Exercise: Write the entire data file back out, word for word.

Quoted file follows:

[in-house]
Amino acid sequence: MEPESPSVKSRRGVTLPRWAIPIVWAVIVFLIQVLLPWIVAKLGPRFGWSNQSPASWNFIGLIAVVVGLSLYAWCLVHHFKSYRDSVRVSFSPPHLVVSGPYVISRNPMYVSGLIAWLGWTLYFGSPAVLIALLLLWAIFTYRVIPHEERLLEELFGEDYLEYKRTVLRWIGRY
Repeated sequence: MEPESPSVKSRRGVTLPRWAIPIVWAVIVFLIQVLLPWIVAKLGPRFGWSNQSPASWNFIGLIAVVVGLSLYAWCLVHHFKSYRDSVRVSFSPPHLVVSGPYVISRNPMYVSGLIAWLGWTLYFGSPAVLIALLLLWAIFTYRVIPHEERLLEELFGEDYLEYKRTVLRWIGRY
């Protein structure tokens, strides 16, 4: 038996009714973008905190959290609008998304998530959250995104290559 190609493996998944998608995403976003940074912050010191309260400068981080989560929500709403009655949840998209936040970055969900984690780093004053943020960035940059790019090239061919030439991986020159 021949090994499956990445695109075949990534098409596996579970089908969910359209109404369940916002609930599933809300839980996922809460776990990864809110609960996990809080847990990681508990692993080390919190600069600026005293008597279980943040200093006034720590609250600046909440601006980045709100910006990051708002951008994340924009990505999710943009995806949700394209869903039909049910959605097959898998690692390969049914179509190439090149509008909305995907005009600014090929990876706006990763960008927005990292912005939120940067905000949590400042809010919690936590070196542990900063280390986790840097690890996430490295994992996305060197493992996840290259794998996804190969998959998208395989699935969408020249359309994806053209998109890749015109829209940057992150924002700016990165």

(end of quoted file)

[in-house]
Amino acid sequence: MEPESPSVKSRRGVTLPRWAIPIVWAVIVFLIQVLLPWIVAKLGPRFGWSNQSPASWNFIGLIAVVVGLSLYAWCLVHHFKSYRDSVRVSFSPPHLVVSGPYVISRNPMYVSGLIAWLGWTLYFGSPAVLIALLLLWAIFTYRVIPHEERLLEELFGEDYLEYKRTVLRWIGRY
Repeated sequence: MEPESPSVKSRRGVTLPRWAIPIVWAVIVFLIQVLLPWIVAKLGPRFGWSNQSPASWNFIGLIAVVVGLSLYAWCLVHHFKSYRDSVRVSFSPPHLVVSGPYVISRNPMYVSGLIAWLGWTLYFGSPAVLIALLLLWAIFTYRVIPHEERLLEELFGEDYLEYKRTVLRWIGRY
């Protein structure tokens, strides 16, 4: 038996009714973008905190959290609008998304998530959250995104290559 190609493996998944998608995403976003940074912050010191309260400068981080989560929500709403009655949840998209936040970055969900984690780093004053943020960035940059790019090239061919030439991986020159 021949090994499956990445695109075949990534098409596996579970089908969910359209109404369940916002609930599933809300839980996922809460776990990864809110609960996990809080847990990681508990692993080390919190600069600026005293008597279980943040200093006034720590609250600046909440601006980045709100910006990051708002951008994340924009990505999710943009995806949700394209869903039909049910959605097959898998690692390969049914179509190439090149509008909305995907005009600014090929990876706006990763960008927005990292912005939120940067905000949590400042809010919690936590070196542990900063280390986790840097690890996430490295994992996305060197493992996840290259794998996804190969998959998208395989699935969408020249359309994806053209998109890749015109829209940057992150924002700016990165």